Homebuyers are getting slight relief as mortgage rates eased across the board this week, according to Bankrate’s weekly rate survey.
The benchmark 30-year fixed rate is 4.7 percent, down 6 basis points from last week, according to Bankrate’s survey of large lenders. Also, the 15-year fixed rate and 5/1 adjustable rate both fell to 4.15 percent and 4.12 percent, respectively.
Meanwhile, mortgage applications jumped 5.1 percent for the week ending June 15 from the previous week, according to the Mortgage Bankers Association’s seasonally adjusted weekly survey.
Purchase applications rose 4 percent over the previous week. In a surprising twist, refinance applications spiked 6 percent over the same time frame, the MBA reported. The refinance share of total mortgage activity has been down in recent weeks as rates climbed. However, that share of activity surged to 36.8 percent from 35.6 percent in the previous week.
Existing-home sales retreat (again) in May
Record-high home prices and limited inventory dragged down existing-home sales in May for a second consecutive month, according to data from the National Association of Realtors.
Total existing-home sales dipped 0.4 percent to a seasonally adjusted annual rate of 5.43 million, from the downwardly revised 5.45 million in April, NAR reported. Existing sales are now 3 percent below last year and have slid year over year for three months in a row.
Despite a strong economy and job market, a trifecta of low housing inventory, higher home prices and surging interest rates is holding buyers back, says NAR chief economist Lawrence Yun.
The median existing-home price for all housing types last month was $264,800 (an all-time high), up 4.9 percent over May 2017.
Meanwhile, total housing inventory at the end of May rose 2.8 percent to 1.85 million existing homes on the market. But that’s still 6.1 percent below last year’s inventory level of 1.97 million, NAR reported.
New housing starts soar in May
In other industry news, total U.S. housing starts jumped 5 percent in May to 1.35 million units – the highest level since July 2007, according to a joint release from the U.S. Department of Housing and Urban Development and the Commerce Department.
Single-family housing starts rose 3.9 percent to 936,000 units – the second highest reading since the Great Recession.
Despite the positive boost in housing starts, building permits – a metric of future new-home building – fell 4.6 percent in May from April’s revised rate, with single-family permits down 2.2 percent.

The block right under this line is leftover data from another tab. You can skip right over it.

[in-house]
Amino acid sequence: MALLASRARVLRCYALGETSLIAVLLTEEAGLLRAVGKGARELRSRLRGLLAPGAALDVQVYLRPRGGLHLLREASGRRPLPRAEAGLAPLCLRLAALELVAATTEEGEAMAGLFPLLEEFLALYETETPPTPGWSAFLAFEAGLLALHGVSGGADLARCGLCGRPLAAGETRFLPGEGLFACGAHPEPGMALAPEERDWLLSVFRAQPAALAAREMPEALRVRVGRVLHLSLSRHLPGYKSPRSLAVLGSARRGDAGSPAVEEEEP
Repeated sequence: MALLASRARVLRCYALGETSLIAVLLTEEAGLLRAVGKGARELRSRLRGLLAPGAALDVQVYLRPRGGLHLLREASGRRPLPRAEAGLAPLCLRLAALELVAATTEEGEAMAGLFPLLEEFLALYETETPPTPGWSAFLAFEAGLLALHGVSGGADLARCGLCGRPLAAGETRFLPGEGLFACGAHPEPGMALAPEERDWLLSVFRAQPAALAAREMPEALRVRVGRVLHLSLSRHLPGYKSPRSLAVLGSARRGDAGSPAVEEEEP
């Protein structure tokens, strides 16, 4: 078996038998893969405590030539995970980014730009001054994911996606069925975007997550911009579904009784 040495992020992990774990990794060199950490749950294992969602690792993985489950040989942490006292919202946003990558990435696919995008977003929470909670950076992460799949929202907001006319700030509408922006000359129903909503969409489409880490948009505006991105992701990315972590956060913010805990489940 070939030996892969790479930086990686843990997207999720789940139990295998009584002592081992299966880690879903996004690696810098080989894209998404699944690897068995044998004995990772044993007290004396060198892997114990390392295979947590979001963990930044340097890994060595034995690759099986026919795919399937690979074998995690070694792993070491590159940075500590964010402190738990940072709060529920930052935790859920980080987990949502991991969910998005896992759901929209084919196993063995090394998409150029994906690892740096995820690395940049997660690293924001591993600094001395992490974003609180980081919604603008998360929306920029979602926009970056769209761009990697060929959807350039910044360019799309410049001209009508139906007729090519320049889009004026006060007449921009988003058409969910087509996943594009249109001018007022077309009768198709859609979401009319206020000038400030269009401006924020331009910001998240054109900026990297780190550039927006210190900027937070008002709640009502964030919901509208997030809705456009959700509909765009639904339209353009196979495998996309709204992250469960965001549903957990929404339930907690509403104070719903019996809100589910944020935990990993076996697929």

As homebuyers continue to face rising home prices and fewer choices in the resale-home market, their appetite for new construction has grown. However, booming consumer demand is being overshadowed by rising construction costs.
Builders’ confidence in the new, single-family housing market fell two points to 68 in June on the NAHB/Wells Fargo Housing Market Index (HMI). The main reason: Builders fear that U.S. tariffs on Canadian lumber and other imported goods will impact affordability. Higher lumber prices have tacked on nearly $9,000 to the cost of single-family homes since January 2017, according to the NAHB.
Mortgage rates this week
The benchmark 30-year fixed-rate mortgage fell this week to 4.70 percent from 4.76 percent, according to Bankrate’s weekly survey of large lenders. A year ago, it was 4.05 percent. Four weeks ago, the rate was 4.80 percent. The 30-year fixed-rate average for this week is 0.10 percentage points below the 52-week high of 4.80 percent, and is 0.75 percentage points above the 52-week low of 3.95 percent.
The 30-year fixed mortgages in this week’s survey had an average total of 0.31 discount and origination points.
Over the past 52 weeks, the 30-year fixed has averaged 4.30 percent. This week’s rate is 0.40 percentage points higher than the 52-week average.
- The 15-year fixed-rate mortgage fell to 4.15 percent from 4.18 percent.
- The 5/1 adjustable-rate mortgage fell to 4.12 percent from 4.16 percent.
- The 30-year fixed-rate jumbo mortgage fell to 4.63 percent from 4.70 percent.
At the current 30-year fixed rate, you’ll pay $518.64 each month for every $100,000 you borrow, down from $522.25 last week.
At the current 15-year fixed rate, you’ll pay $747.23 each month for every $100,000 you borrow, down from $748.74 last week.
At the current 5/1 ARM rate, you’ll pay $484.36 each month for every $100,000 you borrow, down from $486.69 last week.
Results of Bankrate.com’s weekly national survey of large lenders conducted June 20, 2018, and the effect on monthly payments for a $165,000 loan:
|Breakdown||30-year fixed||15-year fixed||5-year ARM|
|This week’s rate:||4.70%||4.15%||4.12%|
|Change from last week:||-0.06||-0.03||-0.04|
|Change from last week:||-$5.96||-$2.50||-$3.84|
The “Bankrate.com National Average,” or “national survey of large lenders,” is conducted weekly. The results of this survey are quoted in our weekly articles and national media outlets. To conduct the National Average survey, Bankrate obtains rate information from the 10 largest banks and thrifts in 10 large U.S. markets. In the Bankrate.com national survey, our Market Analysis team gathers rates and/or yields on banking deposits, loans and mortgages. We’ve conducted this survey in the same manner for more than 30 years, and because it’s consistently done the way it is, it gives an accurate national apples-to-apples comparison.